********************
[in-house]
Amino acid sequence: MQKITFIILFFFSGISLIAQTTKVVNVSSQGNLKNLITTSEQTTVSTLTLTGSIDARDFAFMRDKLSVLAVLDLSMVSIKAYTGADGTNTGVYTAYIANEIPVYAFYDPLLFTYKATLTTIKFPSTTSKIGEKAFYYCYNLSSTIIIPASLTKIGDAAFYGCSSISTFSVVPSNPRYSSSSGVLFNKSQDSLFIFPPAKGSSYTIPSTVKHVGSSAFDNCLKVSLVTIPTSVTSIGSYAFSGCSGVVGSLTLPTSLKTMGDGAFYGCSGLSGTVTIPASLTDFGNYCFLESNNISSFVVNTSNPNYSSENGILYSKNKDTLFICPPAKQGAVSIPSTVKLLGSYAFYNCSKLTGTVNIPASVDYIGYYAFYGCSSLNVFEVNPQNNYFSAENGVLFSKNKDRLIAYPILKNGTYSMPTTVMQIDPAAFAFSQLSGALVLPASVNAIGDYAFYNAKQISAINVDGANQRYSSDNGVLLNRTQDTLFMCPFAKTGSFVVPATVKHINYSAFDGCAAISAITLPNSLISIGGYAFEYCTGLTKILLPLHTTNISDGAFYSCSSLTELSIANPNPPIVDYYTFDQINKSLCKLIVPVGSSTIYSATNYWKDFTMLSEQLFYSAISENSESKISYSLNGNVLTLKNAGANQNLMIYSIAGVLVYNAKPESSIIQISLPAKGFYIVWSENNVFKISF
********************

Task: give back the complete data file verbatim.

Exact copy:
[in-house]
Amino acid sequence: MQKITFIILFFFSGISLIAQTTKVVNVSSQGNLKNLITTSEQTTVSTLTLTGSIDARDFAFMRDKLSVLAVLDLSMVSIKAYTGADGTNTGVYTAYIANEIPVYAFYDPLLFTYKATLTTIKFPSTTSKIGEKAFYYCYNLSSTIIIPASLTKIGDAAFYGCSSISTFSVVPSNPRYSSSSGVLFNKSQDSLFIFPPAKGSSYTIPSTVKHVGSSAFDNCLKVSLVTIPTSVTSIGSYAFSGCSGVVGSLTLPTSLKTMGDGAFYGCSGLSGTVTIPASLTDFGNYCFLESNNISSFVVNTSNPNYSSENGILYSKNKDTLFICPPAKQGAVSIPSTVKLLGSYAFYNCSKLTGTVNIPASVDYIGYYAFYGCSSLNVFEVNPQNNYFSAENGVLFSKNKDRLIAYPILKNGTYSMPTTVMQIDPAAFAFSQLSGALVLPASVNAIGDYAFYNAKQISAINVDGANQRYSSDNGVLLNRTQDTLFMCPFAKTGSFVVPATVKHINYSAFDGCAAISAITLPNSLISIGGYAFEYCTGLTKILLPLHTTNISDGAFYSCSSLTELSIANPNPPIVDYYTFDQINKSLCKLIVPVGSSTIYSATNYWKDFTMLSEQLFYSAISENSESKISYSLNGNVLTLKNAGANQNLMIYSIAGVLVYNAKPESSIIQISLPAKGFYIVWSENNVFKISF